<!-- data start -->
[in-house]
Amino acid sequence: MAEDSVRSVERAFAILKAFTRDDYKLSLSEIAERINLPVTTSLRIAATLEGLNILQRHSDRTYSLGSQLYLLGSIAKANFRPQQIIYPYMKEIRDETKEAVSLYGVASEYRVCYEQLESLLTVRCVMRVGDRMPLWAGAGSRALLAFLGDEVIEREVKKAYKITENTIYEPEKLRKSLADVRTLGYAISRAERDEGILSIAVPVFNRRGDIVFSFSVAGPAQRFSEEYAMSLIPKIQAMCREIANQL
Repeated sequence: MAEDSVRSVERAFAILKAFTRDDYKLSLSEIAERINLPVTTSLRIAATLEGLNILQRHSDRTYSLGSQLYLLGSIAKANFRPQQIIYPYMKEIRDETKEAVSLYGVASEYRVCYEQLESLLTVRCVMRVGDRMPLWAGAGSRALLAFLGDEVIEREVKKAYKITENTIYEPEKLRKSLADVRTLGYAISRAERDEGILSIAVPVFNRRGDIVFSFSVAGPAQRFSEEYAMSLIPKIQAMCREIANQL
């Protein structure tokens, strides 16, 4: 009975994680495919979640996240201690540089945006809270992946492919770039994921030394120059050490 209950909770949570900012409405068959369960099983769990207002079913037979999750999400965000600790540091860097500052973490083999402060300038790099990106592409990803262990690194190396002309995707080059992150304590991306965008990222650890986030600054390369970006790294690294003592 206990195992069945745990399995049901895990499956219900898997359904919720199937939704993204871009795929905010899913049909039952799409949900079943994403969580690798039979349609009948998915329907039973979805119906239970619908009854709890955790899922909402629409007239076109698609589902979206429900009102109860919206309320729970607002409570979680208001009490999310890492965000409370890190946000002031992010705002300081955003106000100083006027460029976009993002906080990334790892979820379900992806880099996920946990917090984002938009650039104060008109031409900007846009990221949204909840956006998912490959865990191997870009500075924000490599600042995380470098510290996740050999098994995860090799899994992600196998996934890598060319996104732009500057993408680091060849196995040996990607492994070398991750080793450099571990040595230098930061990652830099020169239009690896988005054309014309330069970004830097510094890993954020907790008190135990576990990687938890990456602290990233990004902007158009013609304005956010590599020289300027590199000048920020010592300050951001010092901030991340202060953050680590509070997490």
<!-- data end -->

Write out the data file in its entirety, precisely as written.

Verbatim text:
[in-house]
Amino acid sequence: MAEDSVRSVERAFAILKAFTRDDYKLSLSEIAERINLPVTTSLRIAATLEGLNILQRHSDRTYSLGSQLYLLGSIAKANFRPQQIIYPYMKEIRDETKEAVSLYGVASEYRVCYEQLESLLTVRCVMRVGDRMPLWAGAGSRALLAFLGDEVIEREVKKAYKITENTIYEPEKLRKSLADVRTLGYAISRAERDEGILSIAVPVFNRRGDIVFSFSVAGPAQRFSEEYAMSLIPKIQAMCREIANQL
Repeated sequence: MAEDSVRSVERAFAILKAFTRDDYKLSLSEIAERINLPVTTSLRIAATLEGLNILQRHSDRTYSLGSQLYLLGSIAKANFRPQQIIYPYMKEIRDETKEAVSLYGVASEYRVCYEQLESLLTVRCVMRVGDRMPLWAGAGSRALLAFLGDEVIEREVKKAYKITENTIYEPEKLRKSLADVRTLGYAISRAERDEGILSIAVPVFNRRGDIVFSFSVAGPAQRFSEEYAMSLIPKIQAMCREIANQL
């Protein structure tokens, strides 16, 4: 009975994680495919979640996240201690540089945006809270992946492919770039994921030394120059050490 209950909770949570900012409405068959369960099983769990207002079913037979999750999400965000600790540091860097500052973490083999402060300038790099990106592409990803262990690194190396002309995707080059992150304590991306965008990222650890986030600054390369970006790294690294003592 206990195992069945745990399995049901895990499956219900898997359904919720199937939704993204871009795929905010899913049909039952799409949900079943994403969580690798039979349609009948998915329907039973979805119906239970619908009854709890955790899922909402629409007239076109698609589902979206429900009102109860919206309320729970607002409570979680208001009490999310890492965000409370890190946000002031992010705002300081955003106000100083006027460029976009993002906080990334790892979820379900992806880099996920946990917090984002938009650039104060008109031409900007846009990221949204909840956006998912490959865990191997870009500075924000490599600042995380470098510290996740050999098994995860090799899994992600196998996934890598060319996104732009500057993408680091060849196995040996990607492994070398991750080793450099571990040595230098930061990652830099020169239009690896988005054309014309330069970004830097510094890993954020907790008190135990576990990687938890990456602290990233990004902007158009013609304005956010590599020289300027590199000048920020010592300050951001010092901030991340202060953050680590509070997490």